What are dividend stocks and why should they should be a part of your portfolio?

Since the credit crisis of 2007, central banks around the world have pushed interest rates to historic lows in an attempt to stimulate economic growth. That has led investors to develop an appetite for dividend paying stocks.

So, what are dividend stocks and why should they should be a part of your portfolio?

To understand what dividend stocks are, you have to understand the difference between owning and loaning. If you buy a fixed-income investment, such as a bond or a GIC, you are making a loan to a borrower. The borrower typically agrees to repay you the capital and pay you interest over some set timeframe. However, the interest rate is typically fixed and you may find that over time inflation has eroded the value of your capital and income.

What are dividend stocks part ownership business

What are dividend stocks and why should they should be a part of your portfolio?

When you buy a stock, you are buying a part ownership in a business. Stocks represent a claim on the business’s assets and earnings. A dividend is a portion of a company’s earnings that is returned to shareholders. A well-managed business should grow over time. As earnings increase, management have the option of increasing the dividend.

Why do some businesses offer dividends while others don’t? Businesses that offer dividends are typically ones that have progressed beyond the high growth phase. When businesses no longer benefit sufficiently by reinvesting all of their profits, they usually choose to pay out a portion to their shareholders. Dividends make holding the stock more appealing to investors and can over time increase demand for the stock and therefore increase the stock’s price.

Consider the following example: In 2005 BCE Inc. (TSE:BCE) paid an annual dividend of $1.32. In 2015, the company paid its investors an annual dividend of $2.60. In the same period, BCE’s stock price has risen from around $25 to $58.

When monitoring their portfolios, investors should think about total returns. Total investment returns include both dividend income and capital gains. Some stocks pay no dividends, but may offer the potential of capital gains. On the other hand, high yielding dividend stocks may offer limited capital gains potential. A well-diversified portfolio should include both.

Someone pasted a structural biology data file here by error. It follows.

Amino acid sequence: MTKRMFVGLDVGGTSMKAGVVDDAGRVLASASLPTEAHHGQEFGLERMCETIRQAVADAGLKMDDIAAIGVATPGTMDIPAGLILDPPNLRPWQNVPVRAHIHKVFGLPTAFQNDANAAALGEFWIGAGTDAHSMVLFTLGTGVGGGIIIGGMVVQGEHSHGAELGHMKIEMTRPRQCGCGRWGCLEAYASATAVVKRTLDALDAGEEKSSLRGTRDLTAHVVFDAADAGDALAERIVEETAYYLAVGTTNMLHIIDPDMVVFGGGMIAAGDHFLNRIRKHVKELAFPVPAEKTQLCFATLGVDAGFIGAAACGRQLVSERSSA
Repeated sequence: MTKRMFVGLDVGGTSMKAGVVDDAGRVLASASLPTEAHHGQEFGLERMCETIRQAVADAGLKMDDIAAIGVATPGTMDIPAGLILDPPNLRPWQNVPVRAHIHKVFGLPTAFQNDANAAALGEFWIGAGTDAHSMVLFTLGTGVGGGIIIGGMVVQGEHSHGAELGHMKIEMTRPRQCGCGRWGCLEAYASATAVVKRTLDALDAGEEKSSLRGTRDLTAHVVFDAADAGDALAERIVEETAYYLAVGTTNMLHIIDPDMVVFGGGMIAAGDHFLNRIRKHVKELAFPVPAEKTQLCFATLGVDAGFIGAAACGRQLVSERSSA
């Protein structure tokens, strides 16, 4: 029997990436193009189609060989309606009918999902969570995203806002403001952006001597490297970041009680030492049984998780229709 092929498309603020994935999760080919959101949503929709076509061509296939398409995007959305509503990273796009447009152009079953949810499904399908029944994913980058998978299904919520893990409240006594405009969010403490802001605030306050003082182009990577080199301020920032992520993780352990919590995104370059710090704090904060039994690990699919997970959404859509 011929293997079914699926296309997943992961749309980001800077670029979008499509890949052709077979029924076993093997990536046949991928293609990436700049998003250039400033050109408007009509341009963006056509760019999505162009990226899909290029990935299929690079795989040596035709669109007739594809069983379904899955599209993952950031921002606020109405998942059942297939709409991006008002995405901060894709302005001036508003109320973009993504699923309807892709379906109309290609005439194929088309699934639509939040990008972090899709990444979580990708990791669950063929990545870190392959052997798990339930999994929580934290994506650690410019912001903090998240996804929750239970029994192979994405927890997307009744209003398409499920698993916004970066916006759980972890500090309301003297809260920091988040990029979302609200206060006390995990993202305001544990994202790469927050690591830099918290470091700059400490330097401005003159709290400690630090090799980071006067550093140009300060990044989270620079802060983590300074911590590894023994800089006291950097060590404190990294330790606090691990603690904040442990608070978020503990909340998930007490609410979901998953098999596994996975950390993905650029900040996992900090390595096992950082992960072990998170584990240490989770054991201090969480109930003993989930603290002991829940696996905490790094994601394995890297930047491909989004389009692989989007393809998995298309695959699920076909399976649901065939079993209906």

Traditionally, investors with modest portfolios have held dividend stocks inside mutual funds. Over the past decade, investors have moved billions of dollars out of mutual funds and into exchange traded funds. Why are ETFs popular? Low management fees are the main reason. ETF fees are in the 0.5% range, compared with 2% to 3% for many large Canadian mutual funds. However, ETFs can expose investors to unexpected risks. 

We believe that investors can benefit from our three-part value investing strategy. In our view, it is the best way to reduce risk and volatility and earn consistent returns over time. Our diligent, patient and opportunistic approach has served our clients well, through good and bad markets:

  • Appraise the intrinsic value of each company over a business cycle;
  • Seek long-term growth of capital by investing in companies that we perceive to be mispriced;
  • Utilize a margin of safety to promote return of capital…not just return on capital.

Why does our value investing approach work? The prices of well-established, high-quality stocks tend to rise over time as the companies create value for shareholders.

What is Successful Investing? Learn more here>>

Download Our Free Special Report – How to Hunt For Value Stocks. Michael Sprung will share with you 5 stocks set for long-term gains here>>

We believe that investment management is about managing risk, not chasing speculative returns. Like to learn more? Please contact us here>>

The opinions expressed here are ours alone. They are provided for information purposes only and are not tailored to the needs of any particular individual or company, are not an endorsement, recommendation, or sponsorship of any entity or security, and do not constitute investment advice. We strongly recommend that you seek advice from a qualified investment advisor before making any investment decision.

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